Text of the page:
With Sukkos approaching, access to Har Habayis once again became the focal point of angry debate between Jewish and Arab leaders, The Jerusalem Post reported on Monday.
Knesset Interior Committee chairwoman Miri Regev (Likud) said Monday at a meeting to discuss police restrictions on Jews wishing to enter the area:
“We will allow Jews to visit the Mount, and we don’t want to disturb Muslims who are praying. Why doesn’t the police decide that if Muslims don’t allow Jews to visit without disturbances, we’ll have days for Jews to access the Mount and days for Muslims?” Regev asked.
According to halachah, Jews are prohibited from entering the area.
MK Ahmed Tibi (UAL-Ta’al) warned that any change in the status quo on Har Habayis will be seen as “a declaration of war” and trigger violence.
“You need to use your judgment and think about whether you want to spark a fire in the most sensitive place in the region. [Former prime minister] Ariel Sharon’s stupid surprise visit [in 2000] was enough to set off an Intifada,” he declared.
(In 2001, Palestinian Communications Minister Imad al-Faluji told the Lebanese newspaper Al-Safir that “whoever thinks the Intifada broke out because of the despised Sharon’s visit to al-Aqsa Mosque is wrong…This Intifada was planned in advance.”)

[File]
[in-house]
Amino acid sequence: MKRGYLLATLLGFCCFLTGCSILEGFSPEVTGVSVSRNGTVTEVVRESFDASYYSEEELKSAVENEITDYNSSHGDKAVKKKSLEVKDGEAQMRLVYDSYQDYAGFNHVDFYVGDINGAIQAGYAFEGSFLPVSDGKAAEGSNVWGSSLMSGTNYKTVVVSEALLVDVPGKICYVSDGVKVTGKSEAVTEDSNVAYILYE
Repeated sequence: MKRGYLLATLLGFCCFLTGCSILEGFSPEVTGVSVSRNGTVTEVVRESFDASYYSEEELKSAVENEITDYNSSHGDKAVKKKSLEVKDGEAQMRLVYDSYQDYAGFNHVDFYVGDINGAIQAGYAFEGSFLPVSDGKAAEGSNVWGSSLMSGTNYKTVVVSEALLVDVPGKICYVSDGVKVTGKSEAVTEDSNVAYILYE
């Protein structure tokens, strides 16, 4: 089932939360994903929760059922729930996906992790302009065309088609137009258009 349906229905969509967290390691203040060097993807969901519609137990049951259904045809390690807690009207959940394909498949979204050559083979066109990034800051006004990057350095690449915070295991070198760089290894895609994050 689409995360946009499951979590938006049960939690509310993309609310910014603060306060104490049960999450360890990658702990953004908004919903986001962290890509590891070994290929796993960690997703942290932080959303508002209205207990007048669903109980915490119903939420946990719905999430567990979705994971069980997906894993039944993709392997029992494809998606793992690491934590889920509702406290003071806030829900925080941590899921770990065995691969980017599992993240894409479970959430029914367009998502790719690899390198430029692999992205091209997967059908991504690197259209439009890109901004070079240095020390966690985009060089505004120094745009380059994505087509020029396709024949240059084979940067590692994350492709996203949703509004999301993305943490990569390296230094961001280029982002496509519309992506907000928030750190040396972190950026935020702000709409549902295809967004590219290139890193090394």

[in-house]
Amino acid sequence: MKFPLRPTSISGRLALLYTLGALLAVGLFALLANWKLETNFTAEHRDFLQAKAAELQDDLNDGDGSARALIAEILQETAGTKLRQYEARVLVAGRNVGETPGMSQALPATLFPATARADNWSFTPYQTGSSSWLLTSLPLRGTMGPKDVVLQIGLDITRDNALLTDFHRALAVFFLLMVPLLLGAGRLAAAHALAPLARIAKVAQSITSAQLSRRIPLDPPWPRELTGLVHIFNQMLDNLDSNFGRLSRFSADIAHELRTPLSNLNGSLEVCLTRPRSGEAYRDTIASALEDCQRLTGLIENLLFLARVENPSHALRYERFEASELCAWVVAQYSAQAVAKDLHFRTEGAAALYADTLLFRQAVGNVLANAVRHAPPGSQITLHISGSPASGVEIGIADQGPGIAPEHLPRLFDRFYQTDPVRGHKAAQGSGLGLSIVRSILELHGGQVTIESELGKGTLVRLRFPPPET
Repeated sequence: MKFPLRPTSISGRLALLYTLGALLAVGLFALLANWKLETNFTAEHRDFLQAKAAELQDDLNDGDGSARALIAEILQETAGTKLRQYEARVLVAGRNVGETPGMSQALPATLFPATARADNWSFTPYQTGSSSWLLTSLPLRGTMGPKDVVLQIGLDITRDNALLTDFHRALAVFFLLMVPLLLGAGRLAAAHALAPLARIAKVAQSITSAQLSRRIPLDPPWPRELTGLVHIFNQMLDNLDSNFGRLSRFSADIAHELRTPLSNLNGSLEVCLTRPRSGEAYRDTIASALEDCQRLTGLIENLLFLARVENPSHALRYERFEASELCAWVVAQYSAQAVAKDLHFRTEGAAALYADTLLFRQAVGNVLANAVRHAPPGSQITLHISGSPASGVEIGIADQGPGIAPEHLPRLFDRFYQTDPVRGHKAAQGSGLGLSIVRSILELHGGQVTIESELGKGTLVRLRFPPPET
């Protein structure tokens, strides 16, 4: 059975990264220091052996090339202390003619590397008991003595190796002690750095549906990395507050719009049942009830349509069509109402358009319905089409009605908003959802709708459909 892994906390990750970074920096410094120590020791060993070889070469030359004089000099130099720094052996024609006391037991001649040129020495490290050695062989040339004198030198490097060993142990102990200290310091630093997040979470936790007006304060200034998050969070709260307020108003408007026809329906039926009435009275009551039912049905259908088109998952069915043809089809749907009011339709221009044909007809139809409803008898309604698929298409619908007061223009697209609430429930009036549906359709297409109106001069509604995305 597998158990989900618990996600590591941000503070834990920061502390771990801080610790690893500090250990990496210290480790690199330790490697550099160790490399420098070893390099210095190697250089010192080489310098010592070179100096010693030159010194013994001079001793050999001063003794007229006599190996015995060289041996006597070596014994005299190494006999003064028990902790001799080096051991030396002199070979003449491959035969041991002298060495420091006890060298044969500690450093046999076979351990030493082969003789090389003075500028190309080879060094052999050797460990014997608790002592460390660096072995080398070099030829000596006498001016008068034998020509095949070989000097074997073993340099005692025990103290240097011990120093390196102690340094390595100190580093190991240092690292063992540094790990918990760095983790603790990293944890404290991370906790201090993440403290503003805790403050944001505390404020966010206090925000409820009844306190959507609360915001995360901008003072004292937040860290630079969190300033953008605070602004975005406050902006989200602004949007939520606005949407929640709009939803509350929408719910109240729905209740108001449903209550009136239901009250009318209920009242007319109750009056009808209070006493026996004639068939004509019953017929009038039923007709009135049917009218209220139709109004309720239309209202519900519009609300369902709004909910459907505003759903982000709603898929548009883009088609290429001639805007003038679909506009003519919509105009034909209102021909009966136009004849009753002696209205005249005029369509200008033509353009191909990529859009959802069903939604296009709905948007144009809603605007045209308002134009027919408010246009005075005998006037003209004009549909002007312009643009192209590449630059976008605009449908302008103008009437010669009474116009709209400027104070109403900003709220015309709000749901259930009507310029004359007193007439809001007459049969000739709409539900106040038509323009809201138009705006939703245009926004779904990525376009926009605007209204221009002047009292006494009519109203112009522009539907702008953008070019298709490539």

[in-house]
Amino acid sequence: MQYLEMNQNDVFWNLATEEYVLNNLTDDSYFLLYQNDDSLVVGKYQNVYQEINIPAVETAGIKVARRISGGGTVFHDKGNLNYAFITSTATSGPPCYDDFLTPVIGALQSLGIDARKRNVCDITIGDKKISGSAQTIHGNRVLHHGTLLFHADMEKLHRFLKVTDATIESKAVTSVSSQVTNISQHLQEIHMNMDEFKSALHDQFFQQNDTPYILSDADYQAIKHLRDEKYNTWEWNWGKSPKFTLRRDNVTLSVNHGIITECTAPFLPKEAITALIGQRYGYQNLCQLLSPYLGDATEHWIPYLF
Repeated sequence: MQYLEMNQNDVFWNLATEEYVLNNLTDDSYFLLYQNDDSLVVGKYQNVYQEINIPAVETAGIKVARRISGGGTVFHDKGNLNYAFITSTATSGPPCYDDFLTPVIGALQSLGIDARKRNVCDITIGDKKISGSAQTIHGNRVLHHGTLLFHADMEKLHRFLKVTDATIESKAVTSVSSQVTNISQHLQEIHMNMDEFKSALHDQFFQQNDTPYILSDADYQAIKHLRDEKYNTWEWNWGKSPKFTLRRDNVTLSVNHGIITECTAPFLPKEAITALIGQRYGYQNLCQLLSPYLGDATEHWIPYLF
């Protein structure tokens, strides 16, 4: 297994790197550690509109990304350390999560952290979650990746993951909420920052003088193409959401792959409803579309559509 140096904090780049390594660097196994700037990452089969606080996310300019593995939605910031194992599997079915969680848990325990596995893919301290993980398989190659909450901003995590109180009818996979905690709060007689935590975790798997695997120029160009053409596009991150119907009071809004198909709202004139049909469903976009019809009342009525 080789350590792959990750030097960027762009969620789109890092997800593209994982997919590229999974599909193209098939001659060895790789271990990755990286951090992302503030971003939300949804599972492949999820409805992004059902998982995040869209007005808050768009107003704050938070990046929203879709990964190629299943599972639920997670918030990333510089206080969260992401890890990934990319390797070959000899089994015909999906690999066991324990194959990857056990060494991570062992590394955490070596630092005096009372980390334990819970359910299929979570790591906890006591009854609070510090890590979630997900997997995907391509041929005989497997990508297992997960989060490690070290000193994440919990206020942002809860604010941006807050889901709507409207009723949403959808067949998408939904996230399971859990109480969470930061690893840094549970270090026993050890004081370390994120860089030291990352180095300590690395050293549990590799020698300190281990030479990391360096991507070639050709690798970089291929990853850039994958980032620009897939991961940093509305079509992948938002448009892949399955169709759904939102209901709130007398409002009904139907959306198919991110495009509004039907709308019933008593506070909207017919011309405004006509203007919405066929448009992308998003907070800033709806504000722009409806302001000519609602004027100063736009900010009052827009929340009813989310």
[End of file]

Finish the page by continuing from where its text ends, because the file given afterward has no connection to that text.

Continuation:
MK Moshe Feiglin (Likud-Beiteinu), who was disciplined by his party for his agitation to go up to Har Habayis, decided to “review some history” for the Arab MKs. “The First and Second Temples were on the Har Habayis for many years, when your ancestors were worshiping idols and the sun and the moon in Saudi Arabia or wherever.”
Feiglin also accused the police of “not knowing the facts” about the government policy on the Temple Mount, because Police Insp.-Gen. Yohanan Danino wrote in response to a letter from the MK that the Waqf, or Jordanian Islamic trust’s, controls the site as a result of a government decision made in 1968.
“Can the police show me the government decision? No. There never was one,” Feiglin stated. “The police is granting sovereignty over the Temple Mount to a body under Jordanian control without any government decision.”
Feiglin suggested that police close the site to Muslims during Sukkos so Jews can pray safely.
On Rosh Hashanah, police arrested five Muslim men for throwing rocks at Jews on the Temple Mount, he added.